US stock futures are trading flat on Friday ahead of US durable goods, manufacturing and services data as well as St. Louis Fed President James Bullard’s speech. Major indices saw higher volatility on Thursday during regular trading as investors struggled with tightening monetary conditions and an ongoing banking crisis.
On Thursday, the major indices spiked higher at the start of trading on speculation that the Federal Reserve will soon halt its tightening campaign and investors flocked to technology stocks, but most of the gains were quickly lost due to persistent worries over the banking sector. The market remained lackluster despite Treasury Secretary Janet Yellen’s remarks that authorities are ready to take additional measures if necessary to stabilize US banks.
IT giants have mainly outperformed in the wake of the banking upheaval that has shaken markets and increased fears of a recession. The unexpected easing of US unemployment benefit claims for a second week highlights the continued tightness of the labour market, as firms remain reluctant to make staff reductions. After a negative correction to the prior month’s data, sales of new homes unexpectedly increased in February, showing that the housing market is starting to normalise after a turbulent year.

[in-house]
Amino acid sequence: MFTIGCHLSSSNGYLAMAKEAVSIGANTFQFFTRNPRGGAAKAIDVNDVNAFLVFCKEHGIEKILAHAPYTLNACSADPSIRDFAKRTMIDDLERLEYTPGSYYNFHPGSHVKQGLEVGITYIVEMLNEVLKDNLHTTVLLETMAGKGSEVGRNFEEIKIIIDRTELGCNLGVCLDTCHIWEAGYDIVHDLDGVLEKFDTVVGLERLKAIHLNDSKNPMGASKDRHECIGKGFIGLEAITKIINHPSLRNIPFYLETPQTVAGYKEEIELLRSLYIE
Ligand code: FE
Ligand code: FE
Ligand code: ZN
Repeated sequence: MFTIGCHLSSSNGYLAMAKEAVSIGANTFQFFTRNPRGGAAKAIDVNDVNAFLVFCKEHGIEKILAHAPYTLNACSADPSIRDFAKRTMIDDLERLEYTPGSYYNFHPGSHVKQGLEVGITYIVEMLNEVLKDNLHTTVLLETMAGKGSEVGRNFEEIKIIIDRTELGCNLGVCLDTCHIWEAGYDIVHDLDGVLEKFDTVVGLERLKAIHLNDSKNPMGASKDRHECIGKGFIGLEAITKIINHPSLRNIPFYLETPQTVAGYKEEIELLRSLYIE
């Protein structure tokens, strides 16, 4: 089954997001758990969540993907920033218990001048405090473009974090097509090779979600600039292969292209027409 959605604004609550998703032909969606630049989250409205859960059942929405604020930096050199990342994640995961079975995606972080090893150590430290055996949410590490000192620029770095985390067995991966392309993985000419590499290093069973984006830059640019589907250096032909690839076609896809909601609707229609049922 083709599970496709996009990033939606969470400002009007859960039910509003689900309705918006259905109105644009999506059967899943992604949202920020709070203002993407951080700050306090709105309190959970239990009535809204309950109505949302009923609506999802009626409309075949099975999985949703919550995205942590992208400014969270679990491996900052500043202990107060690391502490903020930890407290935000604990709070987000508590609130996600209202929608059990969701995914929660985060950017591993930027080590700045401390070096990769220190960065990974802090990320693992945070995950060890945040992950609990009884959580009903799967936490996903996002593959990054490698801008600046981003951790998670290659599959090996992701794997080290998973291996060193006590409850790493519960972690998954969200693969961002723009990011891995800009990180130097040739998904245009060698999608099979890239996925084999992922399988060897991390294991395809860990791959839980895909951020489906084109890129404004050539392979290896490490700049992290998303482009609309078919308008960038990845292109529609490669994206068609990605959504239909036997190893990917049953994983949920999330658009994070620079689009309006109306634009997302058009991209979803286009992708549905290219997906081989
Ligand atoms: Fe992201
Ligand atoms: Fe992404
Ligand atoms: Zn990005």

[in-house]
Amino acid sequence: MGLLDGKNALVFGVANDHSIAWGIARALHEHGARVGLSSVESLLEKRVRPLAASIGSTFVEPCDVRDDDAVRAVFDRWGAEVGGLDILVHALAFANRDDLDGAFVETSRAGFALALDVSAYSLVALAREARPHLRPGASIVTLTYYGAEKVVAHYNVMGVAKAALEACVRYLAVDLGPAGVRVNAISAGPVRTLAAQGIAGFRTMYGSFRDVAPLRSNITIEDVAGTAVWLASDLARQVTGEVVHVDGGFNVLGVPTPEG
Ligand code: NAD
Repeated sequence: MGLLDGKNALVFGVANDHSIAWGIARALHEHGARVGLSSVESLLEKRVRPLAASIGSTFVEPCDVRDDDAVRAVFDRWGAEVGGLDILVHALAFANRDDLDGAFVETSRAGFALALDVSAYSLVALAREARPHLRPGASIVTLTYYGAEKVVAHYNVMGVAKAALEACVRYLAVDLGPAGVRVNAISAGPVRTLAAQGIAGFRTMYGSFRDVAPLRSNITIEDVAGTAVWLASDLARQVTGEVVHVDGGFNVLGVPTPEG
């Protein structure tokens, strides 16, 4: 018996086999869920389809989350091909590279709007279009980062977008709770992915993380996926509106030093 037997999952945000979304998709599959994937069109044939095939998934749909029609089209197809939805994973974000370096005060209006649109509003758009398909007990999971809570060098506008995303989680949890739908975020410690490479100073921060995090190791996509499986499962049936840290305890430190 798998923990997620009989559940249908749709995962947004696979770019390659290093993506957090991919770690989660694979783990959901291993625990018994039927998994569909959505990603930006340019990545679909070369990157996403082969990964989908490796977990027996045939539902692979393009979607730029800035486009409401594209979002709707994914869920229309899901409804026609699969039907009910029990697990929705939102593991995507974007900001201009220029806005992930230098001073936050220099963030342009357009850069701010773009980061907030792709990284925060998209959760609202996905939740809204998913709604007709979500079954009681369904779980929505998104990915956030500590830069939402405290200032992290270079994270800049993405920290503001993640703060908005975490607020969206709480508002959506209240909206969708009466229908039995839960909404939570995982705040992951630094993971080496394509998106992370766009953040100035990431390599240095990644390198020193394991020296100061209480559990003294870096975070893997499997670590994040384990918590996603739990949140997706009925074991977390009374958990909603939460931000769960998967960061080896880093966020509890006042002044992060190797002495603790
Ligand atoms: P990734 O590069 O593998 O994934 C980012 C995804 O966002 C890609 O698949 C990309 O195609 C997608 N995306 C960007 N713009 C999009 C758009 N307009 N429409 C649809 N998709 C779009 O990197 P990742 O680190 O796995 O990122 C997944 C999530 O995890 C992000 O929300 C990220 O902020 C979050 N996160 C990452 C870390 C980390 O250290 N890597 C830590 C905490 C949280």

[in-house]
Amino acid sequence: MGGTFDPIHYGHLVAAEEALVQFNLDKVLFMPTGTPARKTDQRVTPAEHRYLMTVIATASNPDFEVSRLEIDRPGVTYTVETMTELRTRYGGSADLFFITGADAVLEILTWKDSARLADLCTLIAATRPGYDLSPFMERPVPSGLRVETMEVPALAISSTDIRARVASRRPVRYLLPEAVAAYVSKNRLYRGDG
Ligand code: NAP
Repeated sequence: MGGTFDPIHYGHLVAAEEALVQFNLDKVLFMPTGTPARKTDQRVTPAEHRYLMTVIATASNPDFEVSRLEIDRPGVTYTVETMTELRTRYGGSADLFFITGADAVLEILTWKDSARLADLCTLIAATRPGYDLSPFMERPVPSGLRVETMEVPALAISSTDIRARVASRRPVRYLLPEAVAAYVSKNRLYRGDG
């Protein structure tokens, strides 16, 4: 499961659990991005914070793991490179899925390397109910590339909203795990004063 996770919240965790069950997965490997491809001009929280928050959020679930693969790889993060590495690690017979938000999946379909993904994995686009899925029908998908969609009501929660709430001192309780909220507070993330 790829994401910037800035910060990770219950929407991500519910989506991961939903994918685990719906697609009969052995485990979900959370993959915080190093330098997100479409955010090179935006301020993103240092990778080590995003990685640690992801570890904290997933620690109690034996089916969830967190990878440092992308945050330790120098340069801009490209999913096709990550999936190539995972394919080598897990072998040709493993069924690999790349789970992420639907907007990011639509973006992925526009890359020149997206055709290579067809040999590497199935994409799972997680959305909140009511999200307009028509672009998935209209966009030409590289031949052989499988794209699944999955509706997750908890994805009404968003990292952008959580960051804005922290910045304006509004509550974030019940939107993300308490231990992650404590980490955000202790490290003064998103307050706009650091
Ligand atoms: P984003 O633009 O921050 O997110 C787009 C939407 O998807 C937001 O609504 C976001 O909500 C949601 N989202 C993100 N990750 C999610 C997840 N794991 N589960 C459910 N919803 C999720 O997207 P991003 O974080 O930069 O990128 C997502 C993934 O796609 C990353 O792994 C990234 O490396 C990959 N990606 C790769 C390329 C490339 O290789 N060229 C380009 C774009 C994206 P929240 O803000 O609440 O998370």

Rates were increased by a quarter point by the Fed on Wednesday, marking its ninth straight hike, and by a quarter point by the Bank of England the following day, marking its eleventh straight increase. Before stopping, the European Central Bank is still anticipated to provide at least one more increase and perhaps two. Next month, it is anticipated that Australia’s policymakers will continue to hold the line before beginning to reduce.
The central banks will likely be facing a severe economic slowdown or recession that would harm corporate profitability, according to the scale of the rate cuts that are currently priced into the financial markets.